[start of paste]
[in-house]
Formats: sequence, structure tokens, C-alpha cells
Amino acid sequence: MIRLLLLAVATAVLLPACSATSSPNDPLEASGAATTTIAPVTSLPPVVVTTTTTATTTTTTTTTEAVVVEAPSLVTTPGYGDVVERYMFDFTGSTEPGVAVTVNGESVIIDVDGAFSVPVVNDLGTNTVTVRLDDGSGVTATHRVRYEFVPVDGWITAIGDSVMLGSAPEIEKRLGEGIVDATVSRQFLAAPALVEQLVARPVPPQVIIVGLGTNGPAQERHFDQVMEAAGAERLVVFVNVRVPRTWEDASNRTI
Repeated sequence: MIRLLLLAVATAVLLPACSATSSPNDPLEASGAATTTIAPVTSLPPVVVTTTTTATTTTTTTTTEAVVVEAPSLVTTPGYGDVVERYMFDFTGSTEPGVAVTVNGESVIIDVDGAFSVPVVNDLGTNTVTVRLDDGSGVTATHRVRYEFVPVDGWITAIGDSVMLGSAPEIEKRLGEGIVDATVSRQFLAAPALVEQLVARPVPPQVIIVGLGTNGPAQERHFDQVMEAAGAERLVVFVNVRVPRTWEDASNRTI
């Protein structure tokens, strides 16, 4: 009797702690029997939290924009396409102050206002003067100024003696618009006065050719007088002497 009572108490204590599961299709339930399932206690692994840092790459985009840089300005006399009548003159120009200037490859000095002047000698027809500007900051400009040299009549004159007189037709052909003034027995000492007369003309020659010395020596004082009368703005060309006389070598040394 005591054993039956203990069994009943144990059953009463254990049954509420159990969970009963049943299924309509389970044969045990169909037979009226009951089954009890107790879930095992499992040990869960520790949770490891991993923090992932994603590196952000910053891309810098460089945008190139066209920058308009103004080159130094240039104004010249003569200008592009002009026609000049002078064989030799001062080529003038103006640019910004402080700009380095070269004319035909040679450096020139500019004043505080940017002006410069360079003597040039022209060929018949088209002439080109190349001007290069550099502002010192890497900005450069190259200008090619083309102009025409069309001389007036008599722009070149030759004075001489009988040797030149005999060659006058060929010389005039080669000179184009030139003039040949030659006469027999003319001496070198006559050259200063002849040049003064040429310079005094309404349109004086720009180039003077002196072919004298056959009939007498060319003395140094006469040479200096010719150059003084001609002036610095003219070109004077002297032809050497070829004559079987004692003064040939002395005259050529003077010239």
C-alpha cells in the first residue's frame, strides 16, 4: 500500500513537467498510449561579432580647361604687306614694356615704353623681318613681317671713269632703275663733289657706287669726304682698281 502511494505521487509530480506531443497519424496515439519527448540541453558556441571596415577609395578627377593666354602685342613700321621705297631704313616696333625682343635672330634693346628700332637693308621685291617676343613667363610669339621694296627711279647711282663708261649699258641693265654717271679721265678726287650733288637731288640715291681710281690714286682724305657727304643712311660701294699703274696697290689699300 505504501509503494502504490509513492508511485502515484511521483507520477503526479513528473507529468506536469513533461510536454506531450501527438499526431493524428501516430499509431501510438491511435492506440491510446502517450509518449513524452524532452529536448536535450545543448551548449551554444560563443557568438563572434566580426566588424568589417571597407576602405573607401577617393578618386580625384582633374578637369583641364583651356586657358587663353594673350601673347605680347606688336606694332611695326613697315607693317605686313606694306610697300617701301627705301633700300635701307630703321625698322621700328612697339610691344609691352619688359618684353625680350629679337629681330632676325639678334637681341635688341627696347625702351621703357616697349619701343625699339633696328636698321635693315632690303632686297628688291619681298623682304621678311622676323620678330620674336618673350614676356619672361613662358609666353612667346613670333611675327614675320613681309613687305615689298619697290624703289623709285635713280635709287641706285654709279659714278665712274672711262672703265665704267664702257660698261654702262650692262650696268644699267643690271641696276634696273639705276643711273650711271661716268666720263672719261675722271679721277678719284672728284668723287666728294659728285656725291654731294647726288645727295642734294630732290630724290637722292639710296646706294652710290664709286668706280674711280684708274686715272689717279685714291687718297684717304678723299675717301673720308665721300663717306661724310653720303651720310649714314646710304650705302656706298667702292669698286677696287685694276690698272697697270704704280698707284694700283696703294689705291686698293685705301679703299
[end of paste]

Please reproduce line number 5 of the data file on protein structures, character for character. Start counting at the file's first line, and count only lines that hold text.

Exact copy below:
């Protein structure tokens, strides 16, 4: 009797702690029997939290924009396409102050206002003067100024003696618009006065050719007088002497 009572108490204590599961299709339930399932206690692994840092790459985009840089300005006399009548003159120009200037490859000095002047000698027809500007900051400009040299009549004159007189037709052909003034027995000492007369003309020659010395020596004082009368703005060309006389070598040394 005591054993039956203990069994009943144990059953009463254990049954509420159990969970009963049943299924309509389970044969045990169909037979009226009951089954009890107790879930095992499992040990869960520790949770490891991993923090992932994603590196952000910053891309810098460089945008190139066209920058308009103004080159130094240039104004010249003569200008592009002009026609000049002078064989030799001062080529003038103006640019910004402080700009380095070269004319035909040679450096020139500019004043505080940017002006410069360079003597040039022209060929018949088209002439080109190349001007290069550099502002010192890497900005450069190259200008090619083309102009025409069309001389007036008599722009070149030759004075001489009988040797030149005999060659006058060929010389005039080669000179184009030139003039040949030659006469027999003319001496070198006559050259200063002849040049003064040429310079005094309404349109004086720009180039003077002196072919004298056959009939007498060319003395140094006469040479200096010719150059003084001609002036610095003219070109004077002297032809050497070829004559079987004692003064040939002395005259050529003077010239």